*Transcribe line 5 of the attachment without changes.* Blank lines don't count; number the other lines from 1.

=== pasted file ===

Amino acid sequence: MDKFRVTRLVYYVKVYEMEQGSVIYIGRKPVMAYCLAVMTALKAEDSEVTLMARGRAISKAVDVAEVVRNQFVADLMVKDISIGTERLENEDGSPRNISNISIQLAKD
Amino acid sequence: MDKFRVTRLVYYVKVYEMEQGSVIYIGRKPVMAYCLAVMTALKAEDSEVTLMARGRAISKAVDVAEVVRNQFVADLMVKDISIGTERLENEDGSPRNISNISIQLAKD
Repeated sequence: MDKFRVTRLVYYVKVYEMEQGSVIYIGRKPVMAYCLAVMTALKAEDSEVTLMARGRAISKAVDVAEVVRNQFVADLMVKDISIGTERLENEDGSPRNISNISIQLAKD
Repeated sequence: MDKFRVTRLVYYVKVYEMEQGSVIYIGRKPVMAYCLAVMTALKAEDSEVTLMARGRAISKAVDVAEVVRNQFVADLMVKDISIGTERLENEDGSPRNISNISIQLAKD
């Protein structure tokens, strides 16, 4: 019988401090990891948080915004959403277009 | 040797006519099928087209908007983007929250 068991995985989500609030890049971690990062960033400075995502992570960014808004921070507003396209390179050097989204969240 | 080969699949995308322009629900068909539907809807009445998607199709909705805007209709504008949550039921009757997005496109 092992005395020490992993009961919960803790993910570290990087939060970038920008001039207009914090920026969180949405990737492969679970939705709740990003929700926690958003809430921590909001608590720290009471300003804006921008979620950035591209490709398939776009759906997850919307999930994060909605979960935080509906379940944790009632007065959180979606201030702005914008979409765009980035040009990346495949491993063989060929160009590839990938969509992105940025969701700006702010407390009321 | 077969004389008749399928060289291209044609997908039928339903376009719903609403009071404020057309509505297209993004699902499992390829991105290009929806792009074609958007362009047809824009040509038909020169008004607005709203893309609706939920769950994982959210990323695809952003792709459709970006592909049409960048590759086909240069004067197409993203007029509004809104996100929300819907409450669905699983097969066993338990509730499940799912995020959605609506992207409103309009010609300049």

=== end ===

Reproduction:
């Protein structure tokens, strides 16, 4: 019988401090990891948080915004959403277009 | 040797006519099928087209908007983007929250 068991995985989500609030890049971690990062960033400075995502992570960014808004921070507003396209390179050097989204969240 | 080969699949995308322009629900068909539907809807009445998607199709909705805007209709504008949550039921009757997005496109 092992005395020490992993009961919960803790993910570290990087939060970038920008001039207009914090920026969180949405990737492969679970939705709740990003929700926690958003809430921590909001608590720290009471300003804006921008979620950035591209490709398939776009759906997850919307999930994060909605979960935080509906379940944790009632007065959180979606201030702005914008979409765009980035040009990346495949491993063989060929160009590839990938969509992105940025969701700006702010407390009321 | 077969004389008749399928060289291209044609997908039928339903376009719903609403009071404020057309509505297209993004699902499992390829991105290009929806792009074609958007362009047809824009040509038909020169008004607005709203893309609706939920769950994982959210990323695809952003792709459709970006592909049409960048590759086909240069004067197409993203007029509004809104996100929300819907409450669905699983097969066993338990509730499940799912995020959605609506992207409103309009010609300049």